Wednesday - all eyes on us: the interviews

In today's series of interviews Bianca Manu and Charlie Tims meet Jenny Sealey, the artistic director of Graeae - the UK's leading disabled-led theatre company.

26 June 2013

(Image credits: Tahmina Rahman)

Jenny was the co-director of the opening ceremony of the Paralympic Games last summer, together with Bradley Hemmings.

Did you like the film?
The film is just stunning, because it represents a whole journey. I was very aware when I got all those professionals together that some of them didn't identify with being artists and some didn't identify with being disabled. But just putting them under one roof was the beginning of something quite extraordinary. I think the film has really captured that.

Was there a sense of community amongst the performers?
I don't think I have ever felt so much at home as I did on the first day, when we had 44 performers in our bespoke room in Circus Space. We were a majority rather than a minority. There were a lot of deaf artists there. We had sign language interpreters there; everyone had to work out the best way to communicate with everyone else. I was in heaven. I was at home. It was an overpowering feeling.

By the end we identified as a family. During rehearsals we talked about disability all the time. Because we had to adapt to one another, it was there in the mix of everything all of the time. Some of the humour was fairly sick - legs getting lost, going awol and so on. But out in everyday life - being disabled is never the most important thing that defines what we're like. Being deaf is who I am - it's not the only thing that identifies me.

Does being more aware of communication make you a better manager and director?
Because my whole world is visual I can be sitting at my desk in Graeae or in rehearsal watching people dancing and I can see quickly that there's a person in the middle and they're not very happy. At rehearsals I could tell through their physicalisation and their hesitancy that they can't get the information, and that they're unsettled. So I was able to zoom in and say look 'are you feeling unhappy? Do you want to go over there?'. That's a skill because I people watch.

How did you go from a blank-sheet of paper to an opening ceremony?
I was directing The Tempest with a group of young people from the Orpheus Centre and I was asking this gorgeous young woman called Charlotte, who is autistic, 'what do you think 'oh brave new world, that has such people in it' means?'

She said, 'well, Miranda - she looks without judging...' and I went, 'Thank you Darling! That's it!'

I legged it over to Bradley and said, 'I know what we're doing. I've got a hook and it's about how wonderful mankind is - it's Miranda! It's The Tempest!'

So when we met the organisers they laughed out loud said and said, 'this is such a coincidence - Danny Boyle talked about The Tempest, Kim Gavin talked about The Tempest and now you're talking about The Tempest.'

So Miranda was always there, Spasticus - Ian Dury - was always there (the organisers didn't know that - we knew that) from the start. And then we added the most famous disabled person living in the world. So we had Miranda, Spasticus and Stephen Hawking. When went into our blank room, we put those pictures up.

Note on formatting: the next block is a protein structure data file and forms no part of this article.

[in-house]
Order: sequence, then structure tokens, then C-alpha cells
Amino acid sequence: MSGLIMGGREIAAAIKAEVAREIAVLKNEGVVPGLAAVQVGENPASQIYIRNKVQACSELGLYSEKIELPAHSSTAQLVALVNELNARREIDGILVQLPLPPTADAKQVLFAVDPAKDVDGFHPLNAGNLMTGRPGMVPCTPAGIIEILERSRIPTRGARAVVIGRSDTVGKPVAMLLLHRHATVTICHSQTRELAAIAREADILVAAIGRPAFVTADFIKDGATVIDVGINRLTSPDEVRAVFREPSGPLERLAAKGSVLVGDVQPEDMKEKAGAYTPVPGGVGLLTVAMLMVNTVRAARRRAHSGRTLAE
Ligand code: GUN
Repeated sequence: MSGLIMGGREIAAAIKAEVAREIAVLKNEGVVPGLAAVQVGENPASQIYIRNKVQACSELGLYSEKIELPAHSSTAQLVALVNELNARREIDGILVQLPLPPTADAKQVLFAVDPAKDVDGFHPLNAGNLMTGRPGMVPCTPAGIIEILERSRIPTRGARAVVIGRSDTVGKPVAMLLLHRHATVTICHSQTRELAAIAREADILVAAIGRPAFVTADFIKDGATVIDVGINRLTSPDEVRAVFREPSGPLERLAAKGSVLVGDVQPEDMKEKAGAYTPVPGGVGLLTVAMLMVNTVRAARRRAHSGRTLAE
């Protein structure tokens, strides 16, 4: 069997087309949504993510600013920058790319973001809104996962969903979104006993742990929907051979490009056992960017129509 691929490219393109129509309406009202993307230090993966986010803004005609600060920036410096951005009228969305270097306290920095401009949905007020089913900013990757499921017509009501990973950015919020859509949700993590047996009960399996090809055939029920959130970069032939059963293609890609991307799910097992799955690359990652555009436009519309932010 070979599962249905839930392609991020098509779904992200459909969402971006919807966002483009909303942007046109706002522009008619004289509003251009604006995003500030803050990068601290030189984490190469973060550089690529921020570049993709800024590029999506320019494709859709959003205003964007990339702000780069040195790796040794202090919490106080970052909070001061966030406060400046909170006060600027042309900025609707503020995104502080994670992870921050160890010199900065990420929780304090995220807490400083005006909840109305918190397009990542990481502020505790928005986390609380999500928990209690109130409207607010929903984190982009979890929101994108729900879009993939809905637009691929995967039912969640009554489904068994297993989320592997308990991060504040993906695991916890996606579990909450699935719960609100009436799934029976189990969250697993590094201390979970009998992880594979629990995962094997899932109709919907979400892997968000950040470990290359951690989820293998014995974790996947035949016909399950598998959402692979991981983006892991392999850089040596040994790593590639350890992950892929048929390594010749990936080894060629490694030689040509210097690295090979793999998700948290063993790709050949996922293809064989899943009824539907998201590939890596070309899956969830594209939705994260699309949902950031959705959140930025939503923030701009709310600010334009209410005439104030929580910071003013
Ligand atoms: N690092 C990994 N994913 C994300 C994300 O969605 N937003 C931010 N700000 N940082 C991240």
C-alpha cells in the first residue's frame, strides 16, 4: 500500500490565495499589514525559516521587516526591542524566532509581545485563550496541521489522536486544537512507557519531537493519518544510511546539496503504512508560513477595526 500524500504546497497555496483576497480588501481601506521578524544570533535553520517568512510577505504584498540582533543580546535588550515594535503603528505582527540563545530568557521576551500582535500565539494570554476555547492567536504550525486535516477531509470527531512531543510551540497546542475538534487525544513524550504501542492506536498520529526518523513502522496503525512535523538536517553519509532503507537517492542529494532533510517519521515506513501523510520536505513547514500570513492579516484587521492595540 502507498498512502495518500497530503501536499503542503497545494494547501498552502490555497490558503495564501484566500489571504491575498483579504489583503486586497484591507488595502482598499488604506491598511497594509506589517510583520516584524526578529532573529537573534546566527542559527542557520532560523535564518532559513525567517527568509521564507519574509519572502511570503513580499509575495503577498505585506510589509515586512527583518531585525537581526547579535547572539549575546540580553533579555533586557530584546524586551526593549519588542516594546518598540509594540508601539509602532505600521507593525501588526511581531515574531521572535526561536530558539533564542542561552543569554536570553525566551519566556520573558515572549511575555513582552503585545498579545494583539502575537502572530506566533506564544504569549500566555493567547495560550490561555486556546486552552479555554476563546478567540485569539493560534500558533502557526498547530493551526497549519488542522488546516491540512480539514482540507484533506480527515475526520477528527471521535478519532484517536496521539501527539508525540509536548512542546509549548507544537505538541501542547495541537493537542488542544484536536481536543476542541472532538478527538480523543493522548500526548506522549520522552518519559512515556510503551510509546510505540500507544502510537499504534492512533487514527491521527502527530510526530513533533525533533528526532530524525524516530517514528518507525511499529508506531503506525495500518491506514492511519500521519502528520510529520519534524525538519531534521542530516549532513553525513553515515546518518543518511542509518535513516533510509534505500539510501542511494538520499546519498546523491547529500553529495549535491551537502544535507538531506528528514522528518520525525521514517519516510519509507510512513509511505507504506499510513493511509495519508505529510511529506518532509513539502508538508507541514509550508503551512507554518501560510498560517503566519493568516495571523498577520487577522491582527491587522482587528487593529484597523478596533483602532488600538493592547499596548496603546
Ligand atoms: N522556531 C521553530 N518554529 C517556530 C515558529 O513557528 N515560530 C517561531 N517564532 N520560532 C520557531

Has doing the opening ceremony opened doors for Graeae?
I was really hoping that the phone would be ringing (not that I'd hear it). But it hasn't. And I feel particularly upset, not for me, but for my colleagues like Nicola and Miranda. She is the most beautiful actress. Who's employing her? Nobody. It's wrong. What about Lauren? Why isn't she doing something else? Why!? She doesn't want to be doing Snow White and the Seven Dwarfs every single Christmas. She really doesn't. She's better than that.

I'm probably the only artistic director that wants to close their theatre down: in 2013, why do we have to have a company like Graeae? We should be on at The National, we should be at The RSC. 1 in 8 people are disabled - theatre should reflect demographics of society. I have so many brilliant actors that get rusty because they don't get used. I need people to see beyond them playing disabled characters. That's the battle that I'm fighting and I have been fighting the last 25 years. I don't really want to be fighting anymore, but it's still there to be fought. And I'm not ready to hang up just yet.

Can a film change perceptions?
I think the exposure of this film is really important. The newspapers can say 'yes! we've transformed our perception of disability' and then weeks after the Games has finished - *silence*. And I'm like 'we're still here!' We're still fighting against government cuts in benefits and the rest of it - don't push us away now. I also fundamentally believe that art has a huge ability to affect change. All art is informative, it's educative, it's about emotional literacy, it explodes your mind and opens it up to thought processes, opinions and feelings. You have to believe as an artist that what you do, can change people's lives. The question 'what has changed?' needs to be asked 3 or 4 times over the next year - to carry on the conversation. The change takes a long time to filter through. And if we're still out there campaigning as Graeae, maybe it'll get to the 29th August 2013 and it'll seem like something has.

Check in tomorrow for our interview with Jacqui Adjenii-Williams.